Central to this new concept of inventory optimization is the use of "what-if" scenarios to review all possible options, prior to putting the best one into play. Another IBM Research initiative, this one out of its offices in Zurich, employs this technique. Called AXIO, it draws on years of historical sales data in order to determine optimum stocking levels in a variety of situations. IBM is using the tool in-house, as well as deploying it on behalf of customers such as BMW and several European "do-it-yourself" retailers.

The traditional approach has been to fashion inventory policies at a relatively high level, says Ulrich Schimpel, manager of inventory analytics with IBM Research in Zurich. What such systems haven't done is reach down to the execution level, where the realities of everyday business can play havoc with a carefully thought-out operational plan. "The normal theory that you see in textbooks about supply-chain optimization ... is not sufficient," Schimpel says. "You have to take into account a lot of restrictions."

The Spare Parts Dilemma
The gap between theory and practice is especially wide in spare parts fulfillment. Demand in that area can be highly erratic, notes Eleni Pratsini, manager of IBM Research's Mathematics and Computational Sciences Department. In the end, she says, what really matters is service level, but to maximize that metric companies might need to depart from traditional assumptions in economic order quantity (EOQ) theory.

Under a contract with IBM Global Services in Germany, automaker BMW is using AXIO to support its IT platform for spare parts delivery. Known as ATLAS, for Advanced Parts Logistics in After Sales, the system operates out of a central warehouse in Dingolfing, Germany. It manages more than 270,000 parts and accessories from some 1,900 suppliers. A pilot version of AXIO reduced BMW's U.S. parts stocks by 10 percent, according to IBM.

"The big idea" behind AXIO is the notion that "the world is getting more and more connected," says Schimpel. Companies don't lack for data and the necessary sensors to track supply-chain performance. They can devise any number of forecasts using complex algorithms and simulations. What they must be able to do is filter that massive amount of information into a coherent picture that conforms to reality. Outside influences that are beyond the control of supply-chain managers, such the buzz of social networks and shifts in weather patterns, must be married with hard data to create an accurate picture.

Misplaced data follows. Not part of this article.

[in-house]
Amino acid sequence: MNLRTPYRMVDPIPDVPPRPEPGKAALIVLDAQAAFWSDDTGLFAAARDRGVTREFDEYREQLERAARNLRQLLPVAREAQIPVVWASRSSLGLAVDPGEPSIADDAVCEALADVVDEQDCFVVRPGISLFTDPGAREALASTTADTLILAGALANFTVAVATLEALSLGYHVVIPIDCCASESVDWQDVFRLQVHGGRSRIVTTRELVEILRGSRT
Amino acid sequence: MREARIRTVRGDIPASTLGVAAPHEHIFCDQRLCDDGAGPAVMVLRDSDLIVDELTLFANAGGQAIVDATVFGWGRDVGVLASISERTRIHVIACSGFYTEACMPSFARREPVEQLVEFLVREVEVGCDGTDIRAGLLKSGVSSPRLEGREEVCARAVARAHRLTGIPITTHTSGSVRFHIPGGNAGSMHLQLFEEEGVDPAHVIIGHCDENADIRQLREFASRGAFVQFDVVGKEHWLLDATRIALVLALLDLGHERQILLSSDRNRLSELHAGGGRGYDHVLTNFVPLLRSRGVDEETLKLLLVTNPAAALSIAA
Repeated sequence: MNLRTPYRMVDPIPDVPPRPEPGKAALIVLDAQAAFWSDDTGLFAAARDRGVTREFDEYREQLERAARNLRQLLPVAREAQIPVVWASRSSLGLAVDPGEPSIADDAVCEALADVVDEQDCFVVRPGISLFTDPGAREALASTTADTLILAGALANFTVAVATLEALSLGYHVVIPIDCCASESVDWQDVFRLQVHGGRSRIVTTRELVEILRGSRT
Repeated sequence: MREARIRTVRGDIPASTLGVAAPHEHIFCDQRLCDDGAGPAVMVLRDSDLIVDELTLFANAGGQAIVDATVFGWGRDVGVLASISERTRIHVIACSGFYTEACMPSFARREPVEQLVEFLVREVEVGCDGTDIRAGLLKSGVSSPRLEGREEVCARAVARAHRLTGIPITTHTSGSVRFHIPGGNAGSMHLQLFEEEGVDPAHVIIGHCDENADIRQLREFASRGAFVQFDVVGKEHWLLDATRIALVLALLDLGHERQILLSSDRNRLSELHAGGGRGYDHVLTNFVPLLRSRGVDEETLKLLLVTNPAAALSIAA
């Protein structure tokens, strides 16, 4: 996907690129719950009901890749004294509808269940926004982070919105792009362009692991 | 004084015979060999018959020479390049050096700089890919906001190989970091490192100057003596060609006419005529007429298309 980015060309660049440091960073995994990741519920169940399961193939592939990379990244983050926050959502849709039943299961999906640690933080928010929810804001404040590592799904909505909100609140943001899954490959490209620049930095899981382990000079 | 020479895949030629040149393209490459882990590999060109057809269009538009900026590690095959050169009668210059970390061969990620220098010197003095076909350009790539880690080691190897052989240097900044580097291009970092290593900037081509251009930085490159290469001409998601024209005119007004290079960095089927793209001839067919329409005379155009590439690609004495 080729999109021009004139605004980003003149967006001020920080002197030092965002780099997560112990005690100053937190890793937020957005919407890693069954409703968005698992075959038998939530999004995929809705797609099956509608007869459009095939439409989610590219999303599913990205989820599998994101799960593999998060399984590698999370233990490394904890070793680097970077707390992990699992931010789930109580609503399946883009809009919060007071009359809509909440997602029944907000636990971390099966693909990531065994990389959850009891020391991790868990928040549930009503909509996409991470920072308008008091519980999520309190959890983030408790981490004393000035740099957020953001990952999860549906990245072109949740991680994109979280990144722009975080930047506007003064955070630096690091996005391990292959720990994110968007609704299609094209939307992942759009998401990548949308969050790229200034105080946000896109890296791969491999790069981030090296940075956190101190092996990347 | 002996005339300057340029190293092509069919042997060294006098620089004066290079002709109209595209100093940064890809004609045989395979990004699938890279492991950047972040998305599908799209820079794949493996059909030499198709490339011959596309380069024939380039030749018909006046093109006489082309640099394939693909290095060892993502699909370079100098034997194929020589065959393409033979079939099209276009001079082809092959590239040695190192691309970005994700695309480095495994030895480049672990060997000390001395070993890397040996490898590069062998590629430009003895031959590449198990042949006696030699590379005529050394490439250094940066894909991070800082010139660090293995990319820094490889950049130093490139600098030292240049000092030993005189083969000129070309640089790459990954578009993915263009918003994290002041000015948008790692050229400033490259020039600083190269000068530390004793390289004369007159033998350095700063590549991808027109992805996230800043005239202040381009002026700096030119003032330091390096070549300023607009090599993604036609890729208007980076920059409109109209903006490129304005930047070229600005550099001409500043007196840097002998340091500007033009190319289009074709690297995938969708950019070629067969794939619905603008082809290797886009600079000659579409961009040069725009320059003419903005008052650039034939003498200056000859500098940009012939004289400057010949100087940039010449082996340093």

IBM works closely with clients to encompass the necessary information. Weather is a critical element in forecasting replenishment of flowers, Schimpel notes. And a few sunny days can increase consumer purchases of products such as gardening appliances.

Social networks are wielding a growing influence over sales. They can drive both positive and negative trends. Schimpel cites the case of a fashion merchandiser that was rumored on the internet to be scraping its inventories of unsold clothes. True or false, the chatter threatened to cause a dip in sales, although the company was able to react quickly.

Without loading up their warehouses with excessive buffer stock, companies have to respond to the situation at hand. As always, Schimpel says, the goal is a 100-percent service level, regardless of time of year or special circumstances.

Simulations are the virtual laboratory in which companies can try out numerous scenarios based on many internal and external factors. Schimpel says the exercise can reveal relationships between elements that weren't visible before. Armed with that intelligence, they can come up with "a good, risk-minimal, profitable solution."

Resource Link:
IBM Research, http://www.watson.ibm.com/index.shtml